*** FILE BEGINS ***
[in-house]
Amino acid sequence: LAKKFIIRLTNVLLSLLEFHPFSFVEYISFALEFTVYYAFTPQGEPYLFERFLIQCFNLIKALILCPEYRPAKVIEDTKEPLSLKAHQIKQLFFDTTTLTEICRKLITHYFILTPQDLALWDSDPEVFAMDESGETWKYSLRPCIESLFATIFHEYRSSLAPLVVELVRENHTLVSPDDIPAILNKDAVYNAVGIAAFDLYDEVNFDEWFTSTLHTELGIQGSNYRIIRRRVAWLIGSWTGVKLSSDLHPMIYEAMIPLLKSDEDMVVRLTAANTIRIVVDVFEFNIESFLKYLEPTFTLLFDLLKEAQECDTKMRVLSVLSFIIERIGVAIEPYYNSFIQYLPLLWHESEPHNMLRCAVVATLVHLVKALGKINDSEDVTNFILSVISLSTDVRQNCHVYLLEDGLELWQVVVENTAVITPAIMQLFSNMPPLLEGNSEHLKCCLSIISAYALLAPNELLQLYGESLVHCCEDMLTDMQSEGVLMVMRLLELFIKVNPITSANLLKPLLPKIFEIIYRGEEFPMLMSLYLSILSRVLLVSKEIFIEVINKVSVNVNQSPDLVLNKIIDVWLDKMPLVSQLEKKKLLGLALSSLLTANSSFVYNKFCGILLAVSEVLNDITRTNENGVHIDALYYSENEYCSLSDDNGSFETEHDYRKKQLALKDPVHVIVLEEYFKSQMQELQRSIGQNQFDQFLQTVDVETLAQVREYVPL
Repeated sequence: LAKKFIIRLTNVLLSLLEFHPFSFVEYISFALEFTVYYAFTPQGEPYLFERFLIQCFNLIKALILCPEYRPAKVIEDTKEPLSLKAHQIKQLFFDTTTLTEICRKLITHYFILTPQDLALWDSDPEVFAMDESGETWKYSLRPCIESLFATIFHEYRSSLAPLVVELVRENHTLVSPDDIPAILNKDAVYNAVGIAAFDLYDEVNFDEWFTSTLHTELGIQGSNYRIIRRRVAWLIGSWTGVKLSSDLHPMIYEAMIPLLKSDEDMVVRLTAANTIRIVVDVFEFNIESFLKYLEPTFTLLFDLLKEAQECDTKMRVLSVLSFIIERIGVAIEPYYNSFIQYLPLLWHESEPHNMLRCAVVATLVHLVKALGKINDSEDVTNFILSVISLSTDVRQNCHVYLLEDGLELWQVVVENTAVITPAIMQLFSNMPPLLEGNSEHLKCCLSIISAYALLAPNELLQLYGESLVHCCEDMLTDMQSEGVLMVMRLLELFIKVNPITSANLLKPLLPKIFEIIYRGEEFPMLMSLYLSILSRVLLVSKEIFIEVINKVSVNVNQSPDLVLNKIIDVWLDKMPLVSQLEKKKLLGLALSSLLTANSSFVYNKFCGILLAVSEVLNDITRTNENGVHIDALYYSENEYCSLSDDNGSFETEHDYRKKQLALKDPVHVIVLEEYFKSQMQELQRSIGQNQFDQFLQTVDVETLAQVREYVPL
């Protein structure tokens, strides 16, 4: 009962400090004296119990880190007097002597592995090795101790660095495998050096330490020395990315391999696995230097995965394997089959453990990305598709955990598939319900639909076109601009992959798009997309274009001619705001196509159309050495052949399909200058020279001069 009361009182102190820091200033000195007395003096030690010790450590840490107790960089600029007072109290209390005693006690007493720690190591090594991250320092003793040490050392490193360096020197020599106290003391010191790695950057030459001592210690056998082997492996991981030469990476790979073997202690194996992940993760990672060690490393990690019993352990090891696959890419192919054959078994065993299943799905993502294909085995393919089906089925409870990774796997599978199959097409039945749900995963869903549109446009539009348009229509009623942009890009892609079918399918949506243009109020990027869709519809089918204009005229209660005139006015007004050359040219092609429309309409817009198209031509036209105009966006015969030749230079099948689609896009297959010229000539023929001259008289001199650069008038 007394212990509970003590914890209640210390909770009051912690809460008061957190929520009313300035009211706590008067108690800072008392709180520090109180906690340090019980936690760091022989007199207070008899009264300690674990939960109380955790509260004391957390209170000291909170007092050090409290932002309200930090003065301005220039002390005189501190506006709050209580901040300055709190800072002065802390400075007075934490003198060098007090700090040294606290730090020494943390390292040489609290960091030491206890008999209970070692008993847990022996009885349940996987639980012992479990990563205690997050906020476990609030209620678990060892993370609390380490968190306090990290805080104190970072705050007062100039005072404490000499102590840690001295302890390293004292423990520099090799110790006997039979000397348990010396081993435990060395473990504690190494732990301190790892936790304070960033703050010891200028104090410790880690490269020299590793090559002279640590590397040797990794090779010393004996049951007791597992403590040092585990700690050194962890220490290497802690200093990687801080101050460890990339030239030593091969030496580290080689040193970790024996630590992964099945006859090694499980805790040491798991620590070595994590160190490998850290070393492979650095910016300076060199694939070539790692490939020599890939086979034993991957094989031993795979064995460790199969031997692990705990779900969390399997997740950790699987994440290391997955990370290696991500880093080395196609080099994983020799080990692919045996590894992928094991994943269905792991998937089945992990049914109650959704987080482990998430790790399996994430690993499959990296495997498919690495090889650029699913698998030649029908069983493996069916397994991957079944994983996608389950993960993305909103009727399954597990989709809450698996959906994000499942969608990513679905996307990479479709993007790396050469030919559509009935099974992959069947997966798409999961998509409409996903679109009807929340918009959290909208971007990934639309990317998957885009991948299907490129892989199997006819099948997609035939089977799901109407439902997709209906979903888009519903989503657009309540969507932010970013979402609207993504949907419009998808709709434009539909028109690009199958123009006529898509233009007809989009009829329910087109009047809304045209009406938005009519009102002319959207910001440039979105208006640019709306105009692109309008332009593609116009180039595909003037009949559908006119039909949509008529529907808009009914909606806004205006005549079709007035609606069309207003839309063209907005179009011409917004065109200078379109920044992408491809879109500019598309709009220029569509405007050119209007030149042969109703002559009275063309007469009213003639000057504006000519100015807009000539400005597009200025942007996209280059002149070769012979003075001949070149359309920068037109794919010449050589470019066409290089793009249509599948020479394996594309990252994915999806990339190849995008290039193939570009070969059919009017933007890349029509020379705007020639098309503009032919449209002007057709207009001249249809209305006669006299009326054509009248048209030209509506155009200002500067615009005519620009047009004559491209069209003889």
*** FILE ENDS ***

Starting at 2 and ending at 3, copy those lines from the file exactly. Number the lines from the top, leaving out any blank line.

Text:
Amino acid sequence: LAKKFIIRLTNVLLSLLEFHPFSFVEYISFALEFTVYYAFTPQGEPYLFERFLIQCFNLIKALILCPEYRPAKVIEDTKEPLSLKAHQIKQLFFDTTTLTEICRKLITHYFILTPQDLALWDSDPEVFAMDESGETWKYSLRPCIESLFATIFHEYRSSLAPLVVELVRENHTLVSPDDIPAILNKDAVYNAVGIAAFDLYDEVNFDEWFTSTLHTELGIQGSNYRIIRRRVAWLIGSWTGVKLSSDLHPMIYEAMIPLLKSDEDMVVRLTAANTIRIVVDVFEFNIESFLKYLEPTFTLLFDLLKEAQECDTKMRVLSVLSFIIERIGVAIEPYYNSFIQYLPLLWHESEPHNMLRCAVVATLVHLVKALGKINDSEDVTNFILSVISLSTDVRQNCHVYLLEDGLELWQVVVENTAVITPAIMQLFSNMPPLLEGNSEHLKCCLSIISAYALLAPNELLQLYGESLVHCCEDMLTDMQSEGVLMVMRLLELFIKVNPITSANLLKPLLPKIFEIIYRGEEFPMLMSLYLSILSRVLLVSKEIFIEVINKVSVNVNQSPDLVLNKIIDVWLDKMPLVSQLEKKKLLGLALSSLLTANSSFVYNKFCGILLAVSEVLNDITRTNENGVHIDALYYSENEYCSLSDDNGSFETEHDYRKKQLALKDPVHVIVLEEYFKSQMQELQRSIGQNQFDQFLQTVDVETLAQVREYVPL
Repeated sequence: LAKKFIIRLTNVLLSLLEFHPFSFVEYISFALEFTVYYAFTPQGEPYLFERFLIQCFNLIKALILCPEYRPAKVIEDTKEPLSLKAHQIKQLFFDTTTLTEICRKLITHYFILTPQDLALWDSDPEVFAMDESGETWKYSLRPCIESLFATIFHEYRSSLAPLVVELVRENHTLVSPDDIPAILNKDAVYNAVGIAAFDLYDEVNFDEWFTSTLHTELGIQGSNYRIIRRRVAWLIGSWTGVKLSSDLHPMIYEAMIPLLKSDEDMVVRLTAANTIRIVVDVFEFNIESFLKYLEPTFTLLFDLLKEAQECDTKMRVLSVLSFIIERIGVAIEPYYNSFIQYLPLLWHESEPHNMLRCAVVATLVHLVKALGKINDSEDVTNFILSVISLSTDVRQNCHVYLLEDGLELWQVVVENTAVITPAIMQLFSNMPPLLEGNSEHLKCCLSIISAYALLAPNELLQLYGESLVHCCEDMLTDMQSEGVLMVMRLLELFIKVNPITSANLLKPLLPKIFEIIYRGEEFPMLMSLYLSILSRVLLVSKEIFIEVINKVSVNVNQSPDLVLNKIIDVWLDKMPLVSQLEKKKLLGLALSSLLTANSSFVYNKFCGILLAVSEVLNDITRTNENGVHIDALYYSENEYCSLSDDNGSFETEHDYRKKQLALKDPVHVIVLEEYFKSQMQELQRSIGQNQFDQFLQTVDVETLAQVREYVPL